Abstract:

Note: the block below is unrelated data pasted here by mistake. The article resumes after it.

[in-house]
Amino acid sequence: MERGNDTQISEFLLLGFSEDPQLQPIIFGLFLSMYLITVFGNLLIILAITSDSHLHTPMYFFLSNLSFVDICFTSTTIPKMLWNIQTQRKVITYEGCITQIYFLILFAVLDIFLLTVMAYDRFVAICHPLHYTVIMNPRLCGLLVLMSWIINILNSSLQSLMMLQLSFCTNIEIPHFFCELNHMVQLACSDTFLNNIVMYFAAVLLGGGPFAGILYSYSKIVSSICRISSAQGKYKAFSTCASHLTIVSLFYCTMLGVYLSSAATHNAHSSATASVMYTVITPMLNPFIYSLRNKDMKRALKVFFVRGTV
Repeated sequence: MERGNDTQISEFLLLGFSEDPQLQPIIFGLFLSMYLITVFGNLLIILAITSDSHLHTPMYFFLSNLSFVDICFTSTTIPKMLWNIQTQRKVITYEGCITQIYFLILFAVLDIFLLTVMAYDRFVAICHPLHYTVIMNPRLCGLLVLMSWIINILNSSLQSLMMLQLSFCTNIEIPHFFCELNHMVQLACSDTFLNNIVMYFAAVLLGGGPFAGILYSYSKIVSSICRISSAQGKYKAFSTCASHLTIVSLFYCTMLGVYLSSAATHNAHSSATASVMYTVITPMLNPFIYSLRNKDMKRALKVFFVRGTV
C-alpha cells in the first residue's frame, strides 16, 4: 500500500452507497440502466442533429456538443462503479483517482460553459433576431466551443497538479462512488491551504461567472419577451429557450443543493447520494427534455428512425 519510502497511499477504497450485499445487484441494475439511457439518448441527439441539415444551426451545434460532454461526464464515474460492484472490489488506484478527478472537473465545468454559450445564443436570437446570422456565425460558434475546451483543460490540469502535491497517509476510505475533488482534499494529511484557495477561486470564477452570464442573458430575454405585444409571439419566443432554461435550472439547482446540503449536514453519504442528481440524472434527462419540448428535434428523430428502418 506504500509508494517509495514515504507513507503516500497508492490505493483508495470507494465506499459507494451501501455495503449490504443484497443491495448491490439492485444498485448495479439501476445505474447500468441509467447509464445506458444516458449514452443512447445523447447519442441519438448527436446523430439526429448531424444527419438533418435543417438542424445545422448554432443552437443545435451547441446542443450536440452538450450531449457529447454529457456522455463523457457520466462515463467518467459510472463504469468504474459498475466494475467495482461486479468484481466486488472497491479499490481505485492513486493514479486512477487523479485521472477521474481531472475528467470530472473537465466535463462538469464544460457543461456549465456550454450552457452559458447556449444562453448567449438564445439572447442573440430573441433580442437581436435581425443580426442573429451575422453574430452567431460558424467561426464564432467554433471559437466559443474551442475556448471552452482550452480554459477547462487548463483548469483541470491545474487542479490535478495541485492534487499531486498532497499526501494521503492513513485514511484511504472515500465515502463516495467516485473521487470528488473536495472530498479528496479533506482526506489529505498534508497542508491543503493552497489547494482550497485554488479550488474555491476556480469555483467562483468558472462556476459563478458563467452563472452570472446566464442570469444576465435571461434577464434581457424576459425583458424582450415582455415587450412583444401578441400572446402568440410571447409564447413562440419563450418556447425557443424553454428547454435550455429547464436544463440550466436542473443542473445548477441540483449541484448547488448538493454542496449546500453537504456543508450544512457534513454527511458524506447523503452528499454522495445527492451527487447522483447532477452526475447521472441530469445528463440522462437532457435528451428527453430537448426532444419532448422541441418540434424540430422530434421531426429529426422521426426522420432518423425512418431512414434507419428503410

Instance-dependent label noise (IDN) widely exists in real-world datasets and usually misleads the training of deep neural networks. Noise transition matrix (NTM) (i.e., the probability that clean labels flip into noisy labels) is used to characterize the label noise and can be adopted to bridge the gap between clean and noisy underlying data distributions. However, most instances are long-tail, i.e., the number of occurrences of each instance is usually limited, which leads to the gap between the underlying distribution and the empirical distribution. Therefore, the genuine problem caused by IDN is \emph{empirical}, instead of underlying, \emph{data distribution mismatch} during training. To directly tackle the empirical distribution mismatch problem, we propose \emph{posterior transition matrix} (PTM) to posteriorly model label noise given limited observed noisy labels, which achieves \emph{statistically consistent classifiers}. Note that even if an instance is corrupted by the same NTM, the intrinsic randomness incurs different noisy labels, and thus requires different correction methods. Motivated by this observation, we propose an \textbf{I}nformation \textbf{F}usion (IF) approach to fine-tune the NTM based on the estimated PTM. Specifically, we adopt the noisy labels and model predicted probabilities to estimate the PTM and then correct the NTM in \emph{forward propagation}. Empirical evaluations on synthetic and real-world datasets demonstrate that our method is superior to the state-of-the-art approaches, and achieves more stable training for instance-dependent label noise.

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